That kind of talent was bound to draw the interest of college coaches from around the country.
Sure enough, Heath drew 13 Division I scholarship offers before his senior season even began, and on Monday, Heath verbally committed to attend Kansas State University.
“I felt like it was just a great fit for me, just the history of the school and I really liked the coaches,” Heath said of his decision. “Kansas State goes to a bowl game nearly every year and I wanted to be part of a bowl game. On top of that, I felt like Kansas State was just the right school for me when I went to campus. It was just like Cartersville and it just felt like home.”
Heath began his junior season as a versatile offensive weapon, receiving some carries and often being used as a pass catcher. After starting running back Brandon Long’s injury in the fifth game of the year, Heath received more carries and finished with 712 yards on 65 carries and six rushing touchdowns. Heath also caught 18 passes for 244 yards and four touchdowns, often lining up as a wide receiver.
Heath believes his versatility will fit well at Kansas State.
“When I was watching film, I actually saw [former Kansas State starting running back John Hubert] go out to wide receiver and I said, ‘That’s something that I do. I know I can be like that,’” Heath said. “When I went to visit, I sat down with the running backs coach [Dan Dimel] and he said Kansas State never really had a tall running back and they really think they can use me. He was telling me, with tall guys, you can use them as a pass blocker and he said I was good as a downhill runner, and I remind him a lot of [former Kansas State running back and 2011 second-round NFL draft pick Daniel Thomas]. In my mind, if I keep working, I can really help them.”
Heath’s biggest game came during the last regular season game against Ringgold with the region title on the line. He ran for 176 yards and a touchdown against Ringgold’s stingy defense. He also ran ran for 95 yards and intercepted a pass that he nearly ran back for a touchdown against West Hall in the first round of the state playoffs.
Heath made an impact for Cartersville as a linebacker on defense as well. He recorded 52 total tackles and three interceptions on his way to being named to the All-Region 5-AAA first team. He also was named to the 2013 Daily Tribune News All-County Team.
However, Heath believes he will be a running back at the next level.
“Hopefully, I’ll play running back but I’m also an athlete, so there might be an open spot for me at wide receiver,” he said.
Among the schools that offered Heath scholarships were Indiana, Mississippi State, Washington State, Louisville, UNC-Charlotte, Cincinnati, Appalachian State, James Madison and Georgia State.
Georgia and Florida State were among other schools that showed interest, but Heath felt he was ready to commit.
“Not only Kansas State, but other schools told me how the recruiting process worked and said some schools only take a certain amount of running backs,” Heath said of the timing of his decision. “If I wait on my decision, that running back can already commit and could take my spot away.”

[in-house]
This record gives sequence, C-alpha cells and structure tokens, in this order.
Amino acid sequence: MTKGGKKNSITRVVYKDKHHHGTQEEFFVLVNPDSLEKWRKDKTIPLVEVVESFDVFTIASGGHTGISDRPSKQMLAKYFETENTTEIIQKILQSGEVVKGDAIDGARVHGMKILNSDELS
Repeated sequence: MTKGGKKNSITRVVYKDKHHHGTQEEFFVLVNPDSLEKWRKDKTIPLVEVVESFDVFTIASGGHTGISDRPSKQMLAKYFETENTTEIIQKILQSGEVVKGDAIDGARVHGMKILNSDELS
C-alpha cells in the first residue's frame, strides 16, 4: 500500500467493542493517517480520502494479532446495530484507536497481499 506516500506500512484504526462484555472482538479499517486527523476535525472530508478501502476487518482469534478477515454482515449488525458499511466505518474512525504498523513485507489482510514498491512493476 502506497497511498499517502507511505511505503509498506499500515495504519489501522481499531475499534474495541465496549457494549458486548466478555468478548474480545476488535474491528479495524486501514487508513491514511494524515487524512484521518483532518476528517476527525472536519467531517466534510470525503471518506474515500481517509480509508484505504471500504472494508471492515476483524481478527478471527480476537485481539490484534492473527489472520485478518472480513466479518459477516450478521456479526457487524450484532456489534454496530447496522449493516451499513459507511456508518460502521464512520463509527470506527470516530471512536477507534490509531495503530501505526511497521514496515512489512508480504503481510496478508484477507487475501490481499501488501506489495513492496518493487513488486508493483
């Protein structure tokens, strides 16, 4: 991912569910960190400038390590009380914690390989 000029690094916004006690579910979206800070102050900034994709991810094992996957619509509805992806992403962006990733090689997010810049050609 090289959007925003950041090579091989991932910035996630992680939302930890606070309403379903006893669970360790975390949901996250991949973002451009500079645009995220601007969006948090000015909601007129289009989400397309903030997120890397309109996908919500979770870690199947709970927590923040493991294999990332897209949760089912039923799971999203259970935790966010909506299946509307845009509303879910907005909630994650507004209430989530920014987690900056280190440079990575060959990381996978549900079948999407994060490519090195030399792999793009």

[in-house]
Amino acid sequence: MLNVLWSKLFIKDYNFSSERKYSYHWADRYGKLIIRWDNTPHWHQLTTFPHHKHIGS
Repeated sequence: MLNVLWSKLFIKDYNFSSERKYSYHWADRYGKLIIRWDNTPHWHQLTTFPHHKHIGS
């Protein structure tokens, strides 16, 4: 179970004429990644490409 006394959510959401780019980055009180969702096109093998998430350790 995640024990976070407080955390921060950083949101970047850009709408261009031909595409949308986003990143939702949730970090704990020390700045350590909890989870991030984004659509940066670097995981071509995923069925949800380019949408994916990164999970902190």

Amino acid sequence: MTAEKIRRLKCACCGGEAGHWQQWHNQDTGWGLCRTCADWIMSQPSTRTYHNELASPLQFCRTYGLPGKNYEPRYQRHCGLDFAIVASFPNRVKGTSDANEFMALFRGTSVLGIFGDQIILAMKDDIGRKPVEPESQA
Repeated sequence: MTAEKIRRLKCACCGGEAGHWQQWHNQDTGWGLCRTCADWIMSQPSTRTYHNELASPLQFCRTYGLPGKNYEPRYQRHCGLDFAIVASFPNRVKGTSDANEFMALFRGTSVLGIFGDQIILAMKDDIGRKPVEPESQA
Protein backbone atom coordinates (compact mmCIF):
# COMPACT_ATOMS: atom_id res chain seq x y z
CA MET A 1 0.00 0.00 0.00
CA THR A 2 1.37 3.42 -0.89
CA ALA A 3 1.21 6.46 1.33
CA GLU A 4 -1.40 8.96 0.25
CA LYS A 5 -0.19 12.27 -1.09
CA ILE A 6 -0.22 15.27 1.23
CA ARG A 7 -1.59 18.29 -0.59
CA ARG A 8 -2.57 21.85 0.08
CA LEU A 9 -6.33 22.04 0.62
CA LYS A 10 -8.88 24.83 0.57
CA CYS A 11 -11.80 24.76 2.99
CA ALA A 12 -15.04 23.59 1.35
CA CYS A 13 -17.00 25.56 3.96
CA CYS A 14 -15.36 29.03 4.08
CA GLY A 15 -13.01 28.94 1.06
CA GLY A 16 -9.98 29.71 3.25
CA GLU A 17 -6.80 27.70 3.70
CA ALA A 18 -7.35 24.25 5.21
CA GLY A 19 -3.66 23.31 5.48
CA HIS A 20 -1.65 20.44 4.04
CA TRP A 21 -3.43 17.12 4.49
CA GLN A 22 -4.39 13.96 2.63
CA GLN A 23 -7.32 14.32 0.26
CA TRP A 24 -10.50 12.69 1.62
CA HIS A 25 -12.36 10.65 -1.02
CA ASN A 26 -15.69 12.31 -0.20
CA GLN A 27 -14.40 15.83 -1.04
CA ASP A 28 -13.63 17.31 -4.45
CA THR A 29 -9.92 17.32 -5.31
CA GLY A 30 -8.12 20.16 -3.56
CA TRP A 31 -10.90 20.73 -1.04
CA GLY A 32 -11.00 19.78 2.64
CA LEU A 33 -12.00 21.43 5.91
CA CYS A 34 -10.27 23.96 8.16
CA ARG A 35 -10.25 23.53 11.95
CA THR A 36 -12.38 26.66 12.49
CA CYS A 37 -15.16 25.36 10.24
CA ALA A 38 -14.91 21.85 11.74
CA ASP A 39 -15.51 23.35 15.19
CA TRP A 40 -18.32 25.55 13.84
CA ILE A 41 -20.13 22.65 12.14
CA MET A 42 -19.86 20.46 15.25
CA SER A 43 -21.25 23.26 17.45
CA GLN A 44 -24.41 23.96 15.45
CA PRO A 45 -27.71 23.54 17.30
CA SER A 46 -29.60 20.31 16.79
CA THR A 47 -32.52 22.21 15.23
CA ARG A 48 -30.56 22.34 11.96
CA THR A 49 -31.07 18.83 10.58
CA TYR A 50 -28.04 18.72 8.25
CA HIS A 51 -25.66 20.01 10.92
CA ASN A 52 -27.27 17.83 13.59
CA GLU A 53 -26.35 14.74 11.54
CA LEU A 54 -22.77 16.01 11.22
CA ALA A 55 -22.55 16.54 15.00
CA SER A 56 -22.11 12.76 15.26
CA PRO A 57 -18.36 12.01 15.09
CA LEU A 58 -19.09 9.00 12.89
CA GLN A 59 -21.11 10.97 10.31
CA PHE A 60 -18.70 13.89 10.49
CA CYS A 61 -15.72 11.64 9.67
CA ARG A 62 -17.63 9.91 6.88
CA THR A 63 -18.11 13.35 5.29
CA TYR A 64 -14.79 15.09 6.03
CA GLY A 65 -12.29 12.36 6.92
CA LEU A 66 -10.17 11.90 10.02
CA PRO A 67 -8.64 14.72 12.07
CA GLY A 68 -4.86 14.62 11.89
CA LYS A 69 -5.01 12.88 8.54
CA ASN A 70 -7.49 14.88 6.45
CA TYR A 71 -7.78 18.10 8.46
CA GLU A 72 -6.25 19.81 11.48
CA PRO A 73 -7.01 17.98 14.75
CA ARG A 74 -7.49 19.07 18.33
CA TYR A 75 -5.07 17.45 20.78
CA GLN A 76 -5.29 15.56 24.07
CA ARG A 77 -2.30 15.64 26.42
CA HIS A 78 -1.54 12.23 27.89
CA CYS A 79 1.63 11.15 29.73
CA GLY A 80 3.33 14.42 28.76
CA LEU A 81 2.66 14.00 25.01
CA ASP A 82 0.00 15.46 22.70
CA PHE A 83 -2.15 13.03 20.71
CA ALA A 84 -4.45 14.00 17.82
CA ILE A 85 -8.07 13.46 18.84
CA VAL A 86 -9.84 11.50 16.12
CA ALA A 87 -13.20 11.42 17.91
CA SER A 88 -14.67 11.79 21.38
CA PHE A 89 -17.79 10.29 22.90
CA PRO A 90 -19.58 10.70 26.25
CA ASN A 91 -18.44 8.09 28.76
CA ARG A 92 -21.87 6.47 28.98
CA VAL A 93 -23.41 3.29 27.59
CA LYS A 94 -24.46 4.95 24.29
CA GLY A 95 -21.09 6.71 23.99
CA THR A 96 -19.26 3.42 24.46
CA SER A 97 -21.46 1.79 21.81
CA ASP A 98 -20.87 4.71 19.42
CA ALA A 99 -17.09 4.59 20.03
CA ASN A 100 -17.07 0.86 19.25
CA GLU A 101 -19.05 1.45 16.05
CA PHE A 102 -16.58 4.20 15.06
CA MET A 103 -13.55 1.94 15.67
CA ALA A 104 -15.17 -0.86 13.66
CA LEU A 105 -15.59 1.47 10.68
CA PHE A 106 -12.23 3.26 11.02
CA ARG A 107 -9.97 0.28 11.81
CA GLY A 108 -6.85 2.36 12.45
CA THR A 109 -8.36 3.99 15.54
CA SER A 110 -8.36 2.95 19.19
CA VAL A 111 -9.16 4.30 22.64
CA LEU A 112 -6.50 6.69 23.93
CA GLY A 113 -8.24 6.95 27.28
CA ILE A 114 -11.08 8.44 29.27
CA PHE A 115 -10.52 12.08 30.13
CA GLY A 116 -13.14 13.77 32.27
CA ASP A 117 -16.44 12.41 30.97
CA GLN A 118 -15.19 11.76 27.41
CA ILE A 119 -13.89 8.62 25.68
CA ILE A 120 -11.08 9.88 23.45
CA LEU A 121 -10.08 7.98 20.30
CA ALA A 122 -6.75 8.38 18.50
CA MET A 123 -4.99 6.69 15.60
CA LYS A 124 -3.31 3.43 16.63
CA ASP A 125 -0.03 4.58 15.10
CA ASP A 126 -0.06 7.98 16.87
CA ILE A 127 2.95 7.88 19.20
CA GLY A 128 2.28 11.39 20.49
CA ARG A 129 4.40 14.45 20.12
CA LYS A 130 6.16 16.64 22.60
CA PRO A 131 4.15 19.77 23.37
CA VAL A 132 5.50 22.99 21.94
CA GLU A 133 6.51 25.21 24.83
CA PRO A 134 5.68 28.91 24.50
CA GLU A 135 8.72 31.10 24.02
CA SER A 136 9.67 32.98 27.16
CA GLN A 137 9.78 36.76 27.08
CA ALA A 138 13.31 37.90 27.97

Heath said his verbal commitment is solid and he will no longer be open to recruitment. Heath’s cousin, 2014 graduate and Cartersville wide receiver T.L. Ford, also committed to Kansas State the summer before his senior season, but signed to attend UNC-Charlotte after the 2013 season along with fellow wide receiver Mark Quattlebaum and quarterback Brooks Barden. Heath said Ford’s affinity for Kansas State, and the fact that the Wildcats were the first school to offer Heath after his sophomore season, helped aid his decision.
“My cousin told me that Kansas State was a nice campus and that the football facility was really nice. He really spoke highly of Kansas State,” Heath said. “It was the first school that offered me, so I went down there and saw everything [Ford] was talking about. When I came to visit, they treated me so well and Kansas treats the football players like they’re royalty.”
Before Heath heads to Manhattan, Kan., he hopes to finish his high school career with a strong senior year. He has been working on his speed, as evidenced by the 4.44 40-yard dash time at the Mississippi State prospect camp.
“When I ran that, the coaches did a double-take at it, and they pulled me to the side and said it was the best at the camp,” Heath said of his 40 time. “That’s the fastest I ever ran. I usually run 4.5, but [first-year Cartersville head coach Joey King] does a good job of making us work in the sandpit on the practice field. After the season, I just started doing a lot of speed drills. I’m not 100 percent surprised because I’ve been working for that speed, but when I ran that, it did kind of hit me a little bit.”
Heath’s speed and size should help him make the transition from the purple and gold of Cartersville to the purple and silver of Kansas State.
“We bleed purple,” he said.